Employers contribute to multiple programs that benefit employees through the payment of employment taxes. At the federal level, this includes a share of payroll taxes that go to the Social Security and Medicare programs. State employment taxes fund unemployment insurance, disability insurance, and workers’ compensation. Misclassification results in employers not contributing to these programs, potentially leaving them without adequate funding. Since independent contractors are considered “self-employed,” it can also result in misclassified workers having to shoulder their employers’ share of those taxes themselves.

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New Jersey labor laws protect workers’ rights to a minimum wage, overtime pay, unemployment insurance, a workplace free of discrimination and harassment, and other matters. These laws regulate the relationship between employers and employees. Unfortunately, some employers try to evade their responsibilities by classifying employees as independent contractors. Employee misclassification is a violation of state law. New Jersey employment law places most of the burden of proof on employers to establish that an individual is not an employee. Legislation signed by the Governor in January 2020 assesses penalties for misclassification and requires employers to post notices of workers’ rights. In late 2019, the New Jersey Department of Labor and Workforce Development (LWD) demanded almost $650 million in unpaid employment taxes and interest from a rideshare company that has frequently been the subject of misclassification complaints.

Employees in New Jersey are covered by a rather vast array of federal, state, and local employment laws. They cover issues ranging from wages and hours to workplace safety. Some statutes only apply to employers with a minimum number of employees, while others apply to all employers. Independent contractors are not covered by these laws. Their legal protections are largely limited to the terms of their contracts and contract law. Many statutes do not provide a particularly helpful definition of an “employee.” The federal Fair Labor Standards Act, for example, defines an employee as “any individual employed by an employer.” 29 U.S.C. § 203(e)(1).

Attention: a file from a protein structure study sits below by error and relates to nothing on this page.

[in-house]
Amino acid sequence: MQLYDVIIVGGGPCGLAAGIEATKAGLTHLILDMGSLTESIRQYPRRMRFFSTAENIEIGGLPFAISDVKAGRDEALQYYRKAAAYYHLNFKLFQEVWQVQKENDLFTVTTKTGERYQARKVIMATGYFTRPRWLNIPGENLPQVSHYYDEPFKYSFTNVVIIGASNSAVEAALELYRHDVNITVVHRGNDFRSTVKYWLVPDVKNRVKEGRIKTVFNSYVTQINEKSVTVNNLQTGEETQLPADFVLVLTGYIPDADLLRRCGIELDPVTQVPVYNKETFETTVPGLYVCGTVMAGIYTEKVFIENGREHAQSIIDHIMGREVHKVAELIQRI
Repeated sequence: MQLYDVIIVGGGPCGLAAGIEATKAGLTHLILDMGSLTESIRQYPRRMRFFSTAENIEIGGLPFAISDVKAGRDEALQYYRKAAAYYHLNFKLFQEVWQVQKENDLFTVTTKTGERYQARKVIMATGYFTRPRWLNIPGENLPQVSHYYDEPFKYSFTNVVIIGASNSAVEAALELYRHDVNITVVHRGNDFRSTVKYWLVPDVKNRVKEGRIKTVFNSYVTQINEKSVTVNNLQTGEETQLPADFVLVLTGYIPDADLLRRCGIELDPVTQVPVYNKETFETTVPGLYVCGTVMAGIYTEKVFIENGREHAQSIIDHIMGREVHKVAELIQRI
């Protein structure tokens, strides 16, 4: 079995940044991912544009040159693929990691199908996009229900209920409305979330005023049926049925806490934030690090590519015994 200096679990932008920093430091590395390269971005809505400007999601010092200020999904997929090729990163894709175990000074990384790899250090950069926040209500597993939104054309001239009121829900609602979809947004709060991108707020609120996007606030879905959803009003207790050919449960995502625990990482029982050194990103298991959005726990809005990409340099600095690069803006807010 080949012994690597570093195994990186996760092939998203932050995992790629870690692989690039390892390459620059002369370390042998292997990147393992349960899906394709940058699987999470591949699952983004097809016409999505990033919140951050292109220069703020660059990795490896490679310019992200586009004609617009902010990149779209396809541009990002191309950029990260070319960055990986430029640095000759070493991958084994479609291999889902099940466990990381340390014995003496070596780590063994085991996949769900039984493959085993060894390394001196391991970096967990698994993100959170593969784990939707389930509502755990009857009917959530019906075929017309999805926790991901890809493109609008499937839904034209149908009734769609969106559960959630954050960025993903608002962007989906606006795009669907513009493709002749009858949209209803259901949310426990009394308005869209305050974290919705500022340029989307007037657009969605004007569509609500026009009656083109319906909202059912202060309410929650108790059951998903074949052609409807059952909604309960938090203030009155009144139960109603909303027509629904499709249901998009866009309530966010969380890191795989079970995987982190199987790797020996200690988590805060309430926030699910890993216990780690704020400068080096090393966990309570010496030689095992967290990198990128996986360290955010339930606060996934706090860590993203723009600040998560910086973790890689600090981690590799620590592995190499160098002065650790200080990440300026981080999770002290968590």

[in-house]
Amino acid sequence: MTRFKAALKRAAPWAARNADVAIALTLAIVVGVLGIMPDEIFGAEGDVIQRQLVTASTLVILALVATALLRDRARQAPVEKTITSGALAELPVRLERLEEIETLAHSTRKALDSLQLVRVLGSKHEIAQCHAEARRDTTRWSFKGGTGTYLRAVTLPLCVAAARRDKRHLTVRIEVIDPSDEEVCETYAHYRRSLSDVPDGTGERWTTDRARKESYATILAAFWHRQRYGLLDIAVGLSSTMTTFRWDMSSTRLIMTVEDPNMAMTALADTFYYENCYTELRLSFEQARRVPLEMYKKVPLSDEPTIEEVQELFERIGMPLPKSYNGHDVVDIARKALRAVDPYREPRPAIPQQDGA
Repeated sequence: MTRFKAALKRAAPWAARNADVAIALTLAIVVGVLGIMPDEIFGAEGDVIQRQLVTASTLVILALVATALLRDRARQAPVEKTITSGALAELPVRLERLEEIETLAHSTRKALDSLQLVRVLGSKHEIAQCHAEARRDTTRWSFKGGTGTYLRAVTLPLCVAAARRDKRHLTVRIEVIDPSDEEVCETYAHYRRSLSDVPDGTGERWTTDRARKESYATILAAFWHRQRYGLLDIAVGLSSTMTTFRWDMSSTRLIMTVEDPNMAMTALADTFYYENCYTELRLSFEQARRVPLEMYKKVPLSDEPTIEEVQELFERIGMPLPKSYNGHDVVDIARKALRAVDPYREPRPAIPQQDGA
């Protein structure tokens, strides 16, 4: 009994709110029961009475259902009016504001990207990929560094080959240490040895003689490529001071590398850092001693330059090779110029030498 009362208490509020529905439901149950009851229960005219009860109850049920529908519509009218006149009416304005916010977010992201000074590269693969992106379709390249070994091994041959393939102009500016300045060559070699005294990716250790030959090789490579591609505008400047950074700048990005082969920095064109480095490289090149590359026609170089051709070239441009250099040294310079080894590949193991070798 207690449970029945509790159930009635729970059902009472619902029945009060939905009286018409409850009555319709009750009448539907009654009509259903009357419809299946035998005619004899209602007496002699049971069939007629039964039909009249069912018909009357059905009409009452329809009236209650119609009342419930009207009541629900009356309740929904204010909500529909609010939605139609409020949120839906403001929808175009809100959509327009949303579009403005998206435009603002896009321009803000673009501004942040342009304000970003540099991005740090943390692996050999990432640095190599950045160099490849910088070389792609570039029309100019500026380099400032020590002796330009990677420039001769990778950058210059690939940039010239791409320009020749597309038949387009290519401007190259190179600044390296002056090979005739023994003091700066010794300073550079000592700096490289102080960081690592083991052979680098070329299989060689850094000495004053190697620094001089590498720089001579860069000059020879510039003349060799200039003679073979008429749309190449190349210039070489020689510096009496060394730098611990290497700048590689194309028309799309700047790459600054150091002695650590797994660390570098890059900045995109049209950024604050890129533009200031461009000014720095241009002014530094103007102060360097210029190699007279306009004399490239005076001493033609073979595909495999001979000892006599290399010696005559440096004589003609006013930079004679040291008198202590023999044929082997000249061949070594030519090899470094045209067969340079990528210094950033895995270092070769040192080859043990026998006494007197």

State law fills in gaps left by federal statutes. In 2015, the New Jersey Supreme Court adopted a definition of “employee” known as the “ABC test,” based on §§ 43:21-19(i)(6)(A) through (C) of the New Jersey Revised Statutes. An individual is presumed to be an employee unless the employer can establish three elements:

1. The employer does not exercise control over how the individual performs their job, both in the text of the contract and in actual practice;
2. The individual’s job is outside the scope of the employer’s regular business, or the individual performs their job away from the employer’s business premises; and
3. The individual works in their own separate business or trade.

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Employers in New Jersey may no longer ask job applicants how much they made at their last job, thanks to a new law passed by the Legislature in June 2019 and signed by the Governor in July. The bill amends several provisions of New Jersey employment discrimination laws to prohibit employers from “screen[ing] a job applicant based on the applicant’s salary history.” Inquiries about salary history can offer employers a way around laws against pay discrimination, such as the federal Equal Pay Act (EPA). When an employer bases hiring or salary decisions on how much an applicant made at their previous job, it tends to perpetuate existing wage imbalances. As of December 2019, sixteen states, the District of Columbia, Puerto Rico, and multiple local governments have enacted laws prohibiting salary history inquiries to various degrees.

The EPA prohibits discrimination in pay on the basis of gender, meaning that employers must pay male and female employees the same for work that “requires equal skill, effort, and responsibility…under similar working conditions.” 29 U.S.C. § 206(d)(1). It makes exceptions for different rates of pay based on seniority, merit, “quantity or quality of production,” or “a differential based on any other factor other than sex.” Id. Bans on salary history inquiries are partly motivated by concerns that past salary could fit into that last category. The status quo in the United States in late 2019 is that multiple wage gaps exist. People can argue over what causes these gaps, but their existence is difficult to dispute. Employment decisions based on salary history, regardless of an employer’s intent, can serve to entrench the disparities.